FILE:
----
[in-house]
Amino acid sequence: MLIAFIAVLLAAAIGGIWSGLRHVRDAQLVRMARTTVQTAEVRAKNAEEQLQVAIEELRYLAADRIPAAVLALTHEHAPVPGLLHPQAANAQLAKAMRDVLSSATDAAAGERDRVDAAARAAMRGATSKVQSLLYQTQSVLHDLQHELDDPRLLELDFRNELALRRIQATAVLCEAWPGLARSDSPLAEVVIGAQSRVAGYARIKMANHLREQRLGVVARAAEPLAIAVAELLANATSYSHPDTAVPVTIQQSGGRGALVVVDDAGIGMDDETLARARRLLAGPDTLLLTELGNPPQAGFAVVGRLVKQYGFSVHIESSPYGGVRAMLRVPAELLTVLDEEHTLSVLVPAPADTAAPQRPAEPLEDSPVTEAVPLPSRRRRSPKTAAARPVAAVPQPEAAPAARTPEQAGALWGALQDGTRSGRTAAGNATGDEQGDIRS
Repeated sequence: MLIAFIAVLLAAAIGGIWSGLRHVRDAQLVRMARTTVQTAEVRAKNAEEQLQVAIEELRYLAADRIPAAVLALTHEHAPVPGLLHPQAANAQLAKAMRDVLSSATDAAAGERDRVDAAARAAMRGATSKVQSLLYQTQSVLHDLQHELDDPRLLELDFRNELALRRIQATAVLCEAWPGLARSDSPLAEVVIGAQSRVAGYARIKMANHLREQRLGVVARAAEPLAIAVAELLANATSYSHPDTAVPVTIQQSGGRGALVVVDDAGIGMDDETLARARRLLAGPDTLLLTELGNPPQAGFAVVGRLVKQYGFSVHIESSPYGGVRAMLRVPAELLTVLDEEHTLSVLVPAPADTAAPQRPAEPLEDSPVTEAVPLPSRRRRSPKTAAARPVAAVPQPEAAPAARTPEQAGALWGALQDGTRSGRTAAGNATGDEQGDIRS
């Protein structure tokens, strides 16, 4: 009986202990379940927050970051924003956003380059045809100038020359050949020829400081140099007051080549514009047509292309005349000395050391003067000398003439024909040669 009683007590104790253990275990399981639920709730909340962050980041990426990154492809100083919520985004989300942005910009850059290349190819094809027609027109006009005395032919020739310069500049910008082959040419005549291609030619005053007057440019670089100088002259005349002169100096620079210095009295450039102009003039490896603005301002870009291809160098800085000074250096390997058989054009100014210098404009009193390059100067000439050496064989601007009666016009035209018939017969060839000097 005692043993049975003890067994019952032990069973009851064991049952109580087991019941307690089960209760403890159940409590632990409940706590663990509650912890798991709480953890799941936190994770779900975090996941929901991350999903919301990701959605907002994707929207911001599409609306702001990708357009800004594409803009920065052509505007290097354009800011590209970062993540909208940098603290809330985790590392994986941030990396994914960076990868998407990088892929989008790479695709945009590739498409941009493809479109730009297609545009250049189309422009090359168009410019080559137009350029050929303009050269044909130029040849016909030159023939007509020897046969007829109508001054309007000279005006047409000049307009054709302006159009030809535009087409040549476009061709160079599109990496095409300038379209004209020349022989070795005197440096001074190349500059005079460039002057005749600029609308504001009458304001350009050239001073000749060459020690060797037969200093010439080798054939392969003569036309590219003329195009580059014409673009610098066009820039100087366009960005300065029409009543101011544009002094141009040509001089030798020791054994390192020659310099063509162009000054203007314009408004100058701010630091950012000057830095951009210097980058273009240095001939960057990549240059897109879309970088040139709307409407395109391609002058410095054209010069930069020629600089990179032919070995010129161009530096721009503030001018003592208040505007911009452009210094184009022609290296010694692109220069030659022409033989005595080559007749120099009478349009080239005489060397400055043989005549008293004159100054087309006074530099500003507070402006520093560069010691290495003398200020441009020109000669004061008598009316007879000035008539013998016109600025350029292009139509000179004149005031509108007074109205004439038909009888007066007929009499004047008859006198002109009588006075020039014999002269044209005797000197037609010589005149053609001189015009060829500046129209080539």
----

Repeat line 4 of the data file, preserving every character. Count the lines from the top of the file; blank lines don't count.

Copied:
């Protein structure tokens, strides 16, 4: 009986202990379940927050970051924003956003380059045809100038020359050949020829400081140099007051080549514009047509292309005349000395050391003067000398003439024909040669 009683007590104790253990275990399981639920709730909340962050980041990426990154492809100083919520985004989300942005910009850059290349190819094809027609027109006009005395032919020739310069500049910008082959040419005549291609030619005053007057440019670089100088002259005349002169100096620079210095009295450039102009003039490896603005301002870009291809160098800085000074250096390997058989054009100014210098404009009193390059100067000439050496064989601007009666016009035209018939017969060839000097 005692043993049975003890067994019952032990069973009851064991049952109580087991019941307690089960209760403890159940409590632990409940706590663990509650912890798991709480953890799941936190994770779900975090996941929901991350999903919301990701959605907002994707929207911001599409609306702001990708357009800004594409803009920065052509505007290097354009800011590209970062993540909208940098603290809330985790590392994986941030990396994914960076990868998407990088892929989008790479695709945009590739498409941009493809479109730009297609545009250049189309422009090359168009410019080559137009350029050929303009050269044909130029040849016909030159023939007509020897046969007829109508001054309007000279005006047409000049307009054709302006159009030809535009087409040549476009061709160079599109990496095409300038379209004209020349022989070795005197440096001074190349500059005079460039002057005749600029609308504001009458304001350009050239001073000749060459020690060797037969200093010439080798054939392969003569036309590219003329195009580059014409673009610098066009820039100087366009960005300065029409009543101011544009002094141009040509001089030798020791054994390192020659310099063509162009000054203007314009408004100058701010630091950012000057830095951009210097980058273009240095001939960057990549240059897109879309970088040139709307409407395109391609002058410095054209010069930069020629600089990179032919070995010129161009530096721009503030001018003592208040505007911009452009210094184009022609290296010694692109220069030659022409033989005595080559007749120099009478349009080239005489060397400055043989005549008293004159100054087309006074530099500003507070402006520093560069010691290495003398200020441009020109000669004061008598009316007879000035008539013998016109600025350029292009139509000179004149005031509108007074109205004439038909009888007066007929009499004047008859006198002109009588006075020039014999002269044209005797000197037609010589005149053609001189015009060829500046129209080539």